Research has shown that roughly half of Slovenes do not buy books, and 40 per cent do not read them. Sales of books have steadily dropped, while library lending has greatly increased. In 1990, the average Slovene borrowed four books a year from the library; in 2001, the figure had grown to 11. Libraries have thus become a powerful actor in the Slovene book market. A story which reveals all the multiple layers and complexity of the situation started in the first half of 2005. At the beginning of the year, the Chamber of Commerce endorsed a set of rules for the uniform pricing of books, arguing that there should be order in the market, and books offered to buyers should be priced the same for everyone. Based on these rules, the large commercial publishing houses withdrew the discounts previously offered to public libraries. The reaction of libraries was completely unexpected: they resisted. The market was blocked. For libraries as publicly funded institutions, this behaviour was surprisingly market-like. Or perhaps not, looked at in light of the most recent studies, which show that public libraries have given in to the pressures of commercialization in the purchasing of books, and buy substantially more commercially produced titles than subsidized ones in order to maximize lending rates. On this basis, some researchers are already predicting market liberalization and the privatization of libraries, which places the interpretation of the story related above in a completely new light. The story unfolded toward the end of the year in such a way that the libraries once again got their discounts, and the government Competition Protection Office canceled the rules for the uniform pricing of books due to the restriction of free competition. The outcome revealed the power of libraries as buyers on the small Slovene market. And even though the commercial publishers complain that the lending of libraries reduces their sales, they themselves are beneficiaries of state funds through the reliable sale of their products to libraries. This is the point at which the commercial and the public interest become so closely intertwined as to be indistinguishable.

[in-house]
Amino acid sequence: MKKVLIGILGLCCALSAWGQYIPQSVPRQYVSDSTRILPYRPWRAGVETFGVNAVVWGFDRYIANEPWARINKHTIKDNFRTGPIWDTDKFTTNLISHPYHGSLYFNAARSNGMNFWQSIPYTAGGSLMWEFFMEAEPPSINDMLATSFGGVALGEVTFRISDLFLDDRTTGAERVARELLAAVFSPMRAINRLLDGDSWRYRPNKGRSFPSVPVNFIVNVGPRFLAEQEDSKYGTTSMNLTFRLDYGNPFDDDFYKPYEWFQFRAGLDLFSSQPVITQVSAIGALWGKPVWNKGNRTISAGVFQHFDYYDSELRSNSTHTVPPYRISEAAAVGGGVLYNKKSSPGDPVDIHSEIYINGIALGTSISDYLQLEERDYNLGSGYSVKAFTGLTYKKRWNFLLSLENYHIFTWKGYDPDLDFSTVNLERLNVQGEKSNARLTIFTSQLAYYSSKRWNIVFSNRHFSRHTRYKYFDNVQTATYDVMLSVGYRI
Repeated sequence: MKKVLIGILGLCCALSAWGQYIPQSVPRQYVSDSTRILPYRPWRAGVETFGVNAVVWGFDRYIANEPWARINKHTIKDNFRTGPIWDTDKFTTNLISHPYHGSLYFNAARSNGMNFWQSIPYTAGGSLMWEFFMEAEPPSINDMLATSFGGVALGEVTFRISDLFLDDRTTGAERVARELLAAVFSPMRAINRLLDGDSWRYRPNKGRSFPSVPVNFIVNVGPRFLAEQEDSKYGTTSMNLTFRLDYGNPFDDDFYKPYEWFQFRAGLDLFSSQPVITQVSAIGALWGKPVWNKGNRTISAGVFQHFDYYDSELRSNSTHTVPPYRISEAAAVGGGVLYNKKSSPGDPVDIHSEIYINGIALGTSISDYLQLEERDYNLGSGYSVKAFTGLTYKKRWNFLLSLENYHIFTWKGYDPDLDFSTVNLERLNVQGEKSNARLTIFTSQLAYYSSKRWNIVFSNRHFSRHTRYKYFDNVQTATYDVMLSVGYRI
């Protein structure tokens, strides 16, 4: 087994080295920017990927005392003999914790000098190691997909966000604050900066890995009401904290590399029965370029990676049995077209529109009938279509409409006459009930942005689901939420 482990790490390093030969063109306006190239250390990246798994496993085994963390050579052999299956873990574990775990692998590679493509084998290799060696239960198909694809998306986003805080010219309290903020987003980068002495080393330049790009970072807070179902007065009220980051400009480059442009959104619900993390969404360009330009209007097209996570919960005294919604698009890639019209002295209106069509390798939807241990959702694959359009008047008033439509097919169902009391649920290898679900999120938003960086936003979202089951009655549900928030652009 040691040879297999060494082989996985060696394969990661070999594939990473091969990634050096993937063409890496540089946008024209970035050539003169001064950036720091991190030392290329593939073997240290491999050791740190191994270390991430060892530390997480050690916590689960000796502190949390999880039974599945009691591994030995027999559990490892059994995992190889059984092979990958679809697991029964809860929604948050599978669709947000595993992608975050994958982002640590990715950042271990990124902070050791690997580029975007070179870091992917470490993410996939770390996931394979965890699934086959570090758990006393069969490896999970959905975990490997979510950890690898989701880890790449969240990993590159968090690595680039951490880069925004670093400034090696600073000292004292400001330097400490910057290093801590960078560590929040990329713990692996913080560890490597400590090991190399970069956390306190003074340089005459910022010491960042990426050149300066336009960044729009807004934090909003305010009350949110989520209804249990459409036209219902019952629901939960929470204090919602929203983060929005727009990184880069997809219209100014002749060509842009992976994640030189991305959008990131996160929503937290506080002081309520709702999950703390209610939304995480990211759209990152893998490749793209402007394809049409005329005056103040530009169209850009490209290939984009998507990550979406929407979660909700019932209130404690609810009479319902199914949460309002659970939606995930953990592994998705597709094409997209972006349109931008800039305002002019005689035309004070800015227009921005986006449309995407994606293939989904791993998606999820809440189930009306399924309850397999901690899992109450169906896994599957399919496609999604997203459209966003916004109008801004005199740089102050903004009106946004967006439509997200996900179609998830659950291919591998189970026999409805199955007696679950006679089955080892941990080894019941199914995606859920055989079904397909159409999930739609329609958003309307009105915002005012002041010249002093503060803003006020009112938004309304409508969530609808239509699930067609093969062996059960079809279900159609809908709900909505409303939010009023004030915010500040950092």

In the foregoing, we have used the results of some studies on the Slovene book market which attest to certain trends1, but a response based on the more fundamental issue of books as a value in a society in transition is lacking. If we Slovenes throughout our history as a nation without a state have always preserved and been grounded in books (language, literature, culture), then today’s moralizing about the love of Slovenes for books is irrelevant. Currently 1500 people are waiting to borrow a copy of The Da Vinci Code from libraries, even though the paperback is already available on the market for a mere EUR 12.50, which is considerably less than what the average Slovene spends on cell phone calls each month. So where, then, does this mentality of Slovenes, that books must be practically free of charge, come from? Does it originate from socialism, or is it the result of a different set of values brought by the consumer society, or is it perhaps some combination of the two? If we were to do research on values that could yield an answer to this question, it is conceivable that many of the dilemmas surrounding the proposed new laws and the forms of state financial support for books might simply disappear.

Research study "Books and readers IV" (M. Znidersic, D. Podmenik, G. Kocijan) from 1999, research study "Book culture" (M. Breznik, S. Novljan, J. Jug, A. Milohnic) from 2005.

Published 28 June 2006
Original in Slovenian
First published by Dialogi 5-6/2006 (Slovenian version)

Contributed by Dialogi © Emica Antoncic/Dialogi Eurozine